He was a boy in the great depression when food was scarce and family was stretched thin.
He was a man too young to go to war and too schooled to stay behind.
He was a husband and father who tried to find his way through heartache to happiness. 

We met him long after the ebb and flow that left deep wrinkles in his skin, kid-like wonder in his eyes, legs useless, adrift from his spine.  We could not say we knew him when or then…there was only now. 

Now was quite remarkable.  
Full of story and vim, he saw humor in chaos and laughter in the anarchy of a body unwilling to cooperate with aging. 

Tinkerer, fixer, mender, listener, never paralyzed. 

Never one to say look at me, look after me, or leave me be.   

He left earth in sleep,  taking nothing with him but goodbye.  

And what is to cease breathing
But to free the breath from its restless tides,
That it may rise and expand
And seek God unencumbered?

Only when you drink from the river of silence
Shall you indeed sing.

And when you have reached the mountain top,
Then you shall begin to climb.

And when the earth shall claim your limbs,
Then shall you truly dance.

Kahlil Gibran

Friday, March 28, 2014


Falling leaves…

When I consider all the proof
I have that God exists in the world
I only have to think of your little goat hands
Or your laugh that makes tears trickle down your legs
Or your big feet that need big shoes
Or your crazy generosity on a piggy bank budget
Or your parachute laughter
And then I know that when I thought
The world caved in,
It was His way of showing me that

We would always dwell in the shelter of the most High King.

Friday, February 14, 2014

Cedars of Lebanon

Ps. 92:12-15
The righteous man will flourish like the palm tree, He will grow like a cedar in Lebanon. Planted in the house of the Lord, they will flourish in the courts of our God.  They will still yield fruit in old age; they shall stay fresh and very green, proclaiming, "The Lord is upright; He is my rock,and there is no unrighteousness in Him.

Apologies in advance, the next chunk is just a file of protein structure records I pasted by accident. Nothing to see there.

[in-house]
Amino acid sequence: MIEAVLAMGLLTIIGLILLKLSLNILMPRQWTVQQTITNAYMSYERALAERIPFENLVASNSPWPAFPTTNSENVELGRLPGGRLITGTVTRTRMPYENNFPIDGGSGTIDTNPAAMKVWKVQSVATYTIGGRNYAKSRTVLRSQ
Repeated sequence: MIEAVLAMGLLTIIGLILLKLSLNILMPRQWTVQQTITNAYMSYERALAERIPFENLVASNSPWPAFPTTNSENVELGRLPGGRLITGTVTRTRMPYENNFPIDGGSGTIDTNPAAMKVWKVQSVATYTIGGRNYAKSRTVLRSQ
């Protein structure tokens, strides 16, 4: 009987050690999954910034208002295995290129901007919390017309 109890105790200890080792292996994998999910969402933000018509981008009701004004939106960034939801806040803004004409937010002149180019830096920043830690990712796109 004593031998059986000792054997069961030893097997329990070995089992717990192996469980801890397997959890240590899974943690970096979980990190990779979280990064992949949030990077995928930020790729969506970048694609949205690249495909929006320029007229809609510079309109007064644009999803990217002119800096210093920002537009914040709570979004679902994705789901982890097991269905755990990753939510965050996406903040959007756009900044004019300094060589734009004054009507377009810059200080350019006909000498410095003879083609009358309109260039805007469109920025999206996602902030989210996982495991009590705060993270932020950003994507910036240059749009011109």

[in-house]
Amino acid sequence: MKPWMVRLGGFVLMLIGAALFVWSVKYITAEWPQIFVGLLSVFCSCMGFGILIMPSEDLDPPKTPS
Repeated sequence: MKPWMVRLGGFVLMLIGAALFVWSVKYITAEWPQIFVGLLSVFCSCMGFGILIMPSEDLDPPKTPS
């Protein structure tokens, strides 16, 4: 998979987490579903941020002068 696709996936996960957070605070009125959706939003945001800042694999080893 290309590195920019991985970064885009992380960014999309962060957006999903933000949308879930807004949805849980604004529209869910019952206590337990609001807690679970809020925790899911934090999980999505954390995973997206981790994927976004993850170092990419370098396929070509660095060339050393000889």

Lucky.  Blessed.  Call it what you want.

Once a week, I get to meet with a small group of seasoned and women who've known our Lord longer than I've been alive, or at least alive in Him.  They are showing me, by their example, as well as within the confines of their words, what it means to love Him for a lifetime.
They have become for me the cedars of Lebanon.  Strong. True. Evergreen.

Right now we're working our way through Romans.  It's slow-going, only because they have so much to say, hear, and learn.  There is a lot to know, and no waning of interest at 60, 70, 80, or pushing 90.

Their strength is revealed in tender ways.  They cannot refer to Jesus' death on the cross without tears in their eyes.  My prayer is that when I reach their ripe old age, I will still be broken and vulnerable when I consider the gift I've been given.

Their knowledge is real and relevant. I don't know if Habakuk comes before or after Malachi, but they do.  There's no pride in their tone;  it's simply a matter of knowing the path and stopping points along the way.  And the knowledge isn't about ordinal position;  it's about the message and where it falls in the grand scheme of things. Context matters, and they are showing me just how much.

The voice of the Lord breaks the cedars;  Yes, the Lord breaks in pieces the cedars of Lebanon.
Ps. 29:5

Experience is a master teacher.  The men and women in this weekly study group know about studying every day in light of what life brings.  They know about fruits of the spirit because they've been a part of that growth from seedling to sapling to cedar.  They will tell you that the Lord sometimes must break us open, empty us, in order to fill us once again.  He will set us on fire, only to teach us how to persevere.  With a word, with His voice, the Lord spoke us into existence;  they know His voice intimately whether it comes in a gentle whisper or a grievous roar.  They trust the voice that will one day call each of us home, unto Him.

Prayer is a conversation;  reverent dialogue that is deeply personal.  I feel deeply blessed to hear them talk to God.  They tell me what prayer has done, not to change the heart of God, but to change their hearts as well as to lift up the lives of the mothers and fathers, daughters and sons, grandchildren and even grandchildren in their lives. It makes me understand how much I need Him now, and how much I'll need Him then.

Week by week, I bring my wants and needs to our group, and they bring their own as well.  We share a meal, a story, a lesson.  In confidence, we pour out our hearts before each other and before the Lord.  I treasure these cedars...they have shown me the bedrock divinity of God's word in their lives.